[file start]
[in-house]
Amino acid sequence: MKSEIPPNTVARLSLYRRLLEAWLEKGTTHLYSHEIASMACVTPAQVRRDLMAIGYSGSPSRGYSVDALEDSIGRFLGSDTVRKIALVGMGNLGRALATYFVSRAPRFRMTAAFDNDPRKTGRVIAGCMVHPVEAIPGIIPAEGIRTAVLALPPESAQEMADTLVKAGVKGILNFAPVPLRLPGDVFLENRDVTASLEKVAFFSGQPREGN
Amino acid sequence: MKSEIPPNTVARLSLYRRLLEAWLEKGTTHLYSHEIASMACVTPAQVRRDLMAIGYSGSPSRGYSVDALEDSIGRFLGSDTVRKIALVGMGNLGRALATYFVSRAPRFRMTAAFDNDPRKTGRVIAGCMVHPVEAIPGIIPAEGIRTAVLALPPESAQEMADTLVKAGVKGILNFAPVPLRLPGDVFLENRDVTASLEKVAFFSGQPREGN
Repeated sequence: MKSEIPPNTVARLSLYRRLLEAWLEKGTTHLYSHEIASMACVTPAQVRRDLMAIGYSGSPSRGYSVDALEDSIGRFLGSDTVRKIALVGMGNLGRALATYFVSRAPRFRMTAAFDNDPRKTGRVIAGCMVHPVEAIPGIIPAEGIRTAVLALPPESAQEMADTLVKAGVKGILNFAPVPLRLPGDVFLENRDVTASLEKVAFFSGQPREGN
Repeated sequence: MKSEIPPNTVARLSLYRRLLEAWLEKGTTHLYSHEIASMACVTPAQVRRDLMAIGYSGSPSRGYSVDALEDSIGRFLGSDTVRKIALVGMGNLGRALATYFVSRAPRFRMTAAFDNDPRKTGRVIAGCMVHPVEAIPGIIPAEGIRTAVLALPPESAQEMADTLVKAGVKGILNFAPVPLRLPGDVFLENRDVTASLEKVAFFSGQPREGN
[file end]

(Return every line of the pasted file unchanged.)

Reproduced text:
[in-house]
Amino acid sequence: MKSEIPPNTVARLSLYRRLLEAWLEKGTTHLYSHEIASMACVTPAQVRRDLMAIGYSGSPSRGYSVDALEDSIGRFLGSDTVRKIALVGMGNLGRALATYFVSRAPRFRMTAAFDNDPRKTGRVIAGCMVHPVEAIPGIIPAEGIRTAVLALPPESAQEMADTLVKAGVKGILNFAPVPLRLPGDVFLENRDVTASLEKVAFFSGQPREGN
Amino acid sequence: MKSEIPPNTVARLSLYRRLLEAWLEKGTTHLYSHEIASMACVTPAQVRRDLMAIGYSGSPSRGYSVDALEDSIGRFLGSDTVRKIALVGMGNLGRALATYFVSRAPRFRMTAAFDNDPRKTGRVIAGCMVHPVEAIPGIIPAEGIRTAVLALPPESAQEMADTLVKAGVKGILNFAPVPLRLPGDVFLENRDVTASLEKVAFFSGQPREGN
Repeated sequence: MKSEIPPNTVARLSLYRRLLEAWLEKGTTHLYSHEIASMACVTPAQVRRDLMAIGYSGSPSRGYSVDALEDSIGRFLGSDTVRKIALVGMGNLGRALATYFVSRAPRFRMTAAFDNDPRKTGRVIAGCMVHPVEAIPGIIPAEGIRTAVLALPPESAQEMADTLVKAGVKGILNFAPVPLRLPGDVFLENRDVTASLEKVAFFSGQPREGN
Repeated sequence: MKSEIPPNTVARLSLYRRLLEAWLEKGTTHLYSHEIASMACVTPAQVRRDLMAIGYSGSPSRGYSVDALEDSIGRFLGSDTVRKIALVGMGNLGRALATYFVSRAPRFRMTAAFDNDPRKTGRVIAGCMVHPVEAIPGIIPAEGIRTAVLALPPESAQEMADTLVKAGVKGILNFAPVPLRLPGDVFLENRDVTASLEKVAFFSGQPREGN